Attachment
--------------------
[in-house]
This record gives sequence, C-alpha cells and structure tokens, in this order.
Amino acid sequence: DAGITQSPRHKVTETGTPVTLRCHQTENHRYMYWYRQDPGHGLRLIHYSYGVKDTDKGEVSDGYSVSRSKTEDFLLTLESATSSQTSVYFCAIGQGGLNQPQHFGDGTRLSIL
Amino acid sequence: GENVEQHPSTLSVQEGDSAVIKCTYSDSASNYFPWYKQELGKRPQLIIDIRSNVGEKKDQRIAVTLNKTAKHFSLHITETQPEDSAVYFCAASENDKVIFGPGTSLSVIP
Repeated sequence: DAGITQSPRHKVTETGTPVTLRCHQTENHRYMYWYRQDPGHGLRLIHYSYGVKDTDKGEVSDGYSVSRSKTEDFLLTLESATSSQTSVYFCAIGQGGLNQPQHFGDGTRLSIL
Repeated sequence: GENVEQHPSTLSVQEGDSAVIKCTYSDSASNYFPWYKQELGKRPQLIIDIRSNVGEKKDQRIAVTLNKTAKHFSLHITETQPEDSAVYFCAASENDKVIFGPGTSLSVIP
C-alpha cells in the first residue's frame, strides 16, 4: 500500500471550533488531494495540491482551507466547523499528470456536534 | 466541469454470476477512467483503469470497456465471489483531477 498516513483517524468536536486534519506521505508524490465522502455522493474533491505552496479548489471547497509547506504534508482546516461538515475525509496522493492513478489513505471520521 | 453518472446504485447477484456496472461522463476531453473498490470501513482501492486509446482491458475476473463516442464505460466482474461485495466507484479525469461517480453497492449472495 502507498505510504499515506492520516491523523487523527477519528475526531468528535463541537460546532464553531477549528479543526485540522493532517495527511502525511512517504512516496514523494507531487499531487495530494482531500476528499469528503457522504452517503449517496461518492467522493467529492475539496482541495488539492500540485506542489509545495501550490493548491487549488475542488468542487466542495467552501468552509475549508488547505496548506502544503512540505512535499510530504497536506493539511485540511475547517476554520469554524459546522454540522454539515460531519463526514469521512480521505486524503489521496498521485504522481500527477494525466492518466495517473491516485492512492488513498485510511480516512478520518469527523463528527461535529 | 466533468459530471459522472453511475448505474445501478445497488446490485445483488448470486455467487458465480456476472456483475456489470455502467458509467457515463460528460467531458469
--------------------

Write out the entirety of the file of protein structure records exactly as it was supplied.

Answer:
[in-house]
This record gives sequence, C-alpha cells and structure tokens, in this order.
Amino acid sequence: DAGITQSPRHKVTETGTPVTLRCHQTENHRYMYWYRQDPGHGLRLIHYSYGVKDTDKGEVSDGYSVSRSKTEDFLLTLESATSSQTSVYFCAIGQGGLNQPQHFGDGTRLSIL
Amino acid sequence: GENVEQHPSTLSVQEGDSAVIKCTYSDSASNYFPWYKQELGKRPQLIIDIRSNVGEKKDQRIAVTLNKTAKHFSLHITETQPEDSAVYFCAASENDKVIFGPGTSLSVIP
Repeated sequence: DAGITQSPRHKVTETGTPVTLRCHQTENHRYMYWYRQDPGHGLRLIHYSYGVKDTDKGEVSDGYSVSRSKTEDFLLTLESATSSQTSVYFCAIGQGGLNQPQHFGDGTRLSIL
Repeated sequence: GENVEQHPSTLSVQEGDSAVIKCTYSDSASNYFPWYKQELGKRPQLIIDIRSNVGEKKDQRIAVTLNKTAKHFSLHITETQPEDSAVYFCAASENDKVIFGPGTSLSVIP
C-alpha cells in the first residue's frame, strides 16, 4: 500500500471550533488531494495540491482551507466547523499528470456536534 | 466541469454470476477512467483503469470497456465471489483531477 498516513483517524468536536486534519506521505508524490465522502455522493474533491505552496479548489471547497509547506504534508482546516461538515475525509496522493492513478489513505471520521 | 453518472446504485447477484456496472461522463476531453473498490470501513482501492486509446482491458475476473463516442464505460466482474461485495466507484479525469461517480453497492449472495 502507498505510504499515506492520516491523523487523527477519528475526531468528535463541537460546532464553531477549528479543526485540522493532517495527511502525511512517504512516496514523494507531487499531487495530494482531500476528499469528503457522504452517503449517496461518492467522493467529492475539496482541495488539492500540485506542489509545495501550490493548491487549488475542488468542487466542495467552501468552509475549508488547505496548506502544503512540505512535499510530504497536506493539511485540511475547517476554520469554524459546522454540522454539515460531519463526514469521512480521505486524503489521496498521485504522481500527477494525466492518466495517473491516485492512492488513498485510511480516512478520518469527523463528527461535529 | 466533468459530471459522472453511475448505474445501478445497488446490485445483488448470486455467487458465480456476472456483475456489470455502467458509467457515463460528460467531458469